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Why car parks are the hottest space in solar power

Why car parks are the hottest space in solar power

There’s more than just cars and empty spaces in this car park. Huge arrays of angled solar panels sit atop jet black steel supports, soaking up the sun and shading the vehicles beneath.

Outside the offices of a major car manufacturer in the south of England, there are now more than 2,000 panels in total with a peak capacity of just under 1 megawatt (MW).

That’s enough to power hundreds of homes.

“They are looking stunning,” declares Guy Chilvers, business development manager at SIG, the firm that supplied the solar canopies.

These structures make car parks more visually appealing, he insists, while admitting, “I would say that”.

Solar car parks or car ports enable electricity production in open spaces that tend to be positioned conveniently near to energy-guzzling facilities such as hospitals, shopping centres or offices. The canopies have additional benefits in that they protect cars from rain and snow, or hot sun in the summer.

In a drive to boost clean energy production, the French Senate recently approved legislation that makes it mandatory for all existing and new car parks with 80 spaces or more to be covered by solar panels.

While there is no equivalent requirement in the UK, solar car parks have been around for years and there are signs that they are beginning to boom here. With electricity prices currently still elevated, many businesses are turning to on-site renewables to try to keep costs down in the long run.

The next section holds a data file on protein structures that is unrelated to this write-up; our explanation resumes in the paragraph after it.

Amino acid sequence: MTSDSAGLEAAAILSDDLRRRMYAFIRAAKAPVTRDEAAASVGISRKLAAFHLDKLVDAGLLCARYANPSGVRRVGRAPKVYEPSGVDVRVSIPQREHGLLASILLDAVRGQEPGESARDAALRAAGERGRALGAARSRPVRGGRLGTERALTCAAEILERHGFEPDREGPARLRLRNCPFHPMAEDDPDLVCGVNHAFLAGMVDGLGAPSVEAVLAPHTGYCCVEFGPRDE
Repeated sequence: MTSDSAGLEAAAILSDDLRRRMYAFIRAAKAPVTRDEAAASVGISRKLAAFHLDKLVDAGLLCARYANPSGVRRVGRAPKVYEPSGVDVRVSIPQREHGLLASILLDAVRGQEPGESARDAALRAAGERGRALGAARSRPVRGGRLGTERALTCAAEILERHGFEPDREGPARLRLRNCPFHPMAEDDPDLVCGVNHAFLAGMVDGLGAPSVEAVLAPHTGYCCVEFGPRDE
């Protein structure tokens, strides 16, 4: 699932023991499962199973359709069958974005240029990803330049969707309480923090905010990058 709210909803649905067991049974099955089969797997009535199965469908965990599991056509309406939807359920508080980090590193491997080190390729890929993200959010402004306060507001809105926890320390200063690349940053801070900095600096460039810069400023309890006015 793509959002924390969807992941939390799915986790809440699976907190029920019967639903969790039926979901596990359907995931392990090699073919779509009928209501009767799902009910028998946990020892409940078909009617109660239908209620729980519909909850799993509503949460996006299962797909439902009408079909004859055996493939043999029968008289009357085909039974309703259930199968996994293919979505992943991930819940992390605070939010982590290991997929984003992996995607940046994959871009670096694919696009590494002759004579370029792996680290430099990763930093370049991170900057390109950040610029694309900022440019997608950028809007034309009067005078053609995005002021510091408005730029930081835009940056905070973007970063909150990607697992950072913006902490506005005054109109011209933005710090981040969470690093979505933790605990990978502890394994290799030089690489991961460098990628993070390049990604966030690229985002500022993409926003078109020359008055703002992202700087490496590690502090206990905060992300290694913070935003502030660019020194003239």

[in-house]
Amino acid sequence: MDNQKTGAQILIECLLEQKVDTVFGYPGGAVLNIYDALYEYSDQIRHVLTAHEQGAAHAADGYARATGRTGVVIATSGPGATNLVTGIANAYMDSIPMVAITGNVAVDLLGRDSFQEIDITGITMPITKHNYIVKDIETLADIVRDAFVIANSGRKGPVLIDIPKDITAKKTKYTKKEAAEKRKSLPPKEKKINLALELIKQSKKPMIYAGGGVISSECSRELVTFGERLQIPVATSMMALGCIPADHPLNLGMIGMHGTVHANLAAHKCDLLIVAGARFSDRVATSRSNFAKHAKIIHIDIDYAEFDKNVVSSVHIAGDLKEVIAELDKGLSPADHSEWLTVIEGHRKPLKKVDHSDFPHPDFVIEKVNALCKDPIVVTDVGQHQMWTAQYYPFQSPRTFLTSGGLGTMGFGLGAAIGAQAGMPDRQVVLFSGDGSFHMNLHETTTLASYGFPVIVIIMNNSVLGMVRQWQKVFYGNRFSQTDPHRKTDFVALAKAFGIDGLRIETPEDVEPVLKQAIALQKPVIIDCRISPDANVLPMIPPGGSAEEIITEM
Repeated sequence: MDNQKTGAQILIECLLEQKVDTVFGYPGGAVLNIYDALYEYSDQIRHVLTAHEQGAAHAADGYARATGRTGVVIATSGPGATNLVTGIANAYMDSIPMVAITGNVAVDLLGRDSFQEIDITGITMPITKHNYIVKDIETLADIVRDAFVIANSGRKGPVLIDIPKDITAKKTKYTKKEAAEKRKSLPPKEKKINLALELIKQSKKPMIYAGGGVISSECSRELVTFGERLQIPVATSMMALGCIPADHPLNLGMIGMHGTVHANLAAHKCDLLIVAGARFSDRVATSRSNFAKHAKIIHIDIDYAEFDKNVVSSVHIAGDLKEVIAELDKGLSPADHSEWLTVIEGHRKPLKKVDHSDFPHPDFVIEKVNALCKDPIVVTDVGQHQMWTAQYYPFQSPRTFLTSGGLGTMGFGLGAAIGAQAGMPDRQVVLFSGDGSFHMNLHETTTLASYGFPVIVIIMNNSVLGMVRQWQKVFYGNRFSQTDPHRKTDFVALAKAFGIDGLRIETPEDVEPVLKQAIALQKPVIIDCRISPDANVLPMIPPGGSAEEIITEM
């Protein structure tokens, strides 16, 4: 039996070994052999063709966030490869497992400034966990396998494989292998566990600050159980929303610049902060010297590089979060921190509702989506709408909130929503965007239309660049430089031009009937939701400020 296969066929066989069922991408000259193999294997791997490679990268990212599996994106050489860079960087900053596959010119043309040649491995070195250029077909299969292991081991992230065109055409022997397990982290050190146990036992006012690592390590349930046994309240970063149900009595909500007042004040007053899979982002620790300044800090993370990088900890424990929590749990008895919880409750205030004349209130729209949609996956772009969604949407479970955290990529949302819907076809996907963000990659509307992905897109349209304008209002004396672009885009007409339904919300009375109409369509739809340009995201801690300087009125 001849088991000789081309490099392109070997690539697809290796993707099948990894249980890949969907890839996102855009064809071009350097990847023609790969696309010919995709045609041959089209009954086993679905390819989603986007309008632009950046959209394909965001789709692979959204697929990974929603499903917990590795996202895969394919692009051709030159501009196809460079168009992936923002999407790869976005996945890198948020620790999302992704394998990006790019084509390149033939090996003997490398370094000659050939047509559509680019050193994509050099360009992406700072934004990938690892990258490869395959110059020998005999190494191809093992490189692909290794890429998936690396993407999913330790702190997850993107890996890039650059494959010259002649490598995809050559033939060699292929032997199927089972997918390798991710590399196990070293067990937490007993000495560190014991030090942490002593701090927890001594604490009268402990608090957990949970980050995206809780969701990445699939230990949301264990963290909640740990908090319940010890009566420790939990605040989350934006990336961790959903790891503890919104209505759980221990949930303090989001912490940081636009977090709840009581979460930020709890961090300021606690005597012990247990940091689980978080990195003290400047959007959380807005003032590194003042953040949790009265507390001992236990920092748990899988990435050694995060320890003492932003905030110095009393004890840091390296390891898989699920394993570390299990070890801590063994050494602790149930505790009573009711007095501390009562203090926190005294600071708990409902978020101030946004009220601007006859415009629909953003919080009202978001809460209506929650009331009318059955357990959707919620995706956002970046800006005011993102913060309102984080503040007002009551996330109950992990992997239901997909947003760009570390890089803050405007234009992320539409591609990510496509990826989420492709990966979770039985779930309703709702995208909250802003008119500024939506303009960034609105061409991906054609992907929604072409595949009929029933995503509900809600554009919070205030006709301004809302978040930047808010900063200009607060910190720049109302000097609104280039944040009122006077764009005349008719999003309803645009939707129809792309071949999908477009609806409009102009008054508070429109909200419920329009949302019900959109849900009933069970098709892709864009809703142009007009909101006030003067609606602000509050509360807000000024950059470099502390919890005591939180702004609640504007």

There is a huge opportunity to turn more British car parks into solar farms, according to a new report published by the countryside charity CPRE and the UCL Energy Institute.

“We think the total potential in the built environment is about 117GW,” says Prof Mark Barrett of UCL. “And of that, 11GW, we think, is car parks.”

For context, the UK currently has around 15GW of solar capacity in total and requires 40GW by 2030 in order to meet net zero targets, according to Solar Energy UK.

Prof Barrett notes that the figure of 11GW is conservative and is based on an estimate of 130 sq km of available car parks in the UK – lower than the 200 sq km estimated by estate agents Knight Frank. The CPRE and UCL report also assumed that 50% of each individual car park would be covered by a canopy rather than 100%.

Whichever way you look at it, there’s plenty of space out there in car parks for solar panels and people are beginning to realise this.

“It’s absolutely gone crazy,” says Mr Chilvers, referring to his inbox. Lately, he’s quoted for hotels, hospitals and leisure centres. Mr Chilvers and his colleagues design and build the steel structures for solar canopies while the panels are supplied separately.

Author: Chris Baraniuk – Technology of Business reporter